I watched my TV every one of those seven days as the horror unfolded. Explosions at the finish line. Chaos on Boylston Street. Manhunt. Another murder. Car chase. More explosions. More death, this time one of the suspects. Lockdown of one of the biggest cities in the world. Capture of the cowering second suspect from the bottom of a backyard boat.
The network correspondents turned over the stones. They interviewed a stricken and horrified uncle of the two brothers said to have plotted and committed all of this horribleness. They found high school and college classmates and teachers of the younger sibling who were so unbelieving that he could do any of it that they looked at his suspect picture in the media and told themselves it was merely somebody that looked like him.
We were privvy to a city’s recovery, too, watching and hearing the crowd fill in the second half of the National Anthem at a Bruins game when the heartsick and nervous regular opera singer halted. We heard them cheer beloved Red Sox star David “Big Papi” Ortiz drop the f-word into the middle of his pregame speech of defiance and solidarity. We sang along as a New Yorker, Neil Diamond himself, showed up to share in the Fenway Park tradition of the mid-game playing of his old pop hit “Sweet Caroline” so the fans could add their thundering “oh-oh-oh” to his chorus.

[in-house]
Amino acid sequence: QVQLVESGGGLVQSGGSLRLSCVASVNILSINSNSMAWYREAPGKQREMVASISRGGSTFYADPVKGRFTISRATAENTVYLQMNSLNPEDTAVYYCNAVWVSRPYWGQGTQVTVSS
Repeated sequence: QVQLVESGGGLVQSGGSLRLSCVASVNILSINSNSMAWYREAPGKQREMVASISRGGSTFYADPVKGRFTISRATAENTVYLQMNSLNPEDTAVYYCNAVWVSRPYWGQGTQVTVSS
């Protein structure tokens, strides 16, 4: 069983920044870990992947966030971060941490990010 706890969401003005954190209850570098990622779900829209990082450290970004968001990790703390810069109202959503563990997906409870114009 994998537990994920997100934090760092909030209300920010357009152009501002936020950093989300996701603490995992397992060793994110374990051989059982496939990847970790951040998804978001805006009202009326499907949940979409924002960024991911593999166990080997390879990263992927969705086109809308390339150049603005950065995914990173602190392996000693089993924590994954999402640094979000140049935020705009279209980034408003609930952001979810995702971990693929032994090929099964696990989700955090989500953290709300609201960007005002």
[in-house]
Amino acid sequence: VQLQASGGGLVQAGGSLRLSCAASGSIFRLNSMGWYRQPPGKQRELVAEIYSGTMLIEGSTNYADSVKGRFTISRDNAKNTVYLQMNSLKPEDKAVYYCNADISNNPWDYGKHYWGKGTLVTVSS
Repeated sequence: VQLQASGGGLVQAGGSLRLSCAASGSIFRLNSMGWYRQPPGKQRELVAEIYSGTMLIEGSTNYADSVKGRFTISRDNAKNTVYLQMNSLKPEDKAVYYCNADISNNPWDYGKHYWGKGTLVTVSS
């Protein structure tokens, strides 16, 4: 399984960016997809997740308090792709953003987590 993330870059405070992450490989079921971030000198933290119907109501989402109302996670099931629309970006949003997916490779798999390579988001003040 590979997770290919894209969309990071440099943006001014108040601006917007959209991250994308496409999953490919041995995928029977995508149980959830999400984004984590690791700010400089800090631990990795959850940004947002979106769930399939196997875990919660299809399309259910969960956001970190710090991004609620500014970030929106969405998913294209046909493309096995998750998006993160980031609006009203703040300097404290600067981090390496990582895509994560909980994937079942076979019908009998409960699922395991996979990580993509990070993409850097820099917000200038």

Mayhem. Justice. Healing. All crammed into seven hectic days.
We sure do live in a fast-paced society.
One week later, though, I take a deep breath and wonder what’s next.
How does American society assimilate this latest chapter of terror?
How does the world community react to another attack on U.S. soil?
How do the haters of the free world reconnoiter?
It looked like the first responders of Boston were prepared to quickly cope and help the injured when those two bombs sent shrapnel three-feet-high into innocent people. Does this make us feel more secure in any way?
The police and government agencies moved swiftly, in concert, and with great and quick success. Will this deter this new chapter of “lone wolf” terror of which the correspondents spoke?
The collective spirit of Americans was compassionate and unyielding. Does this make our enemies hate us even more?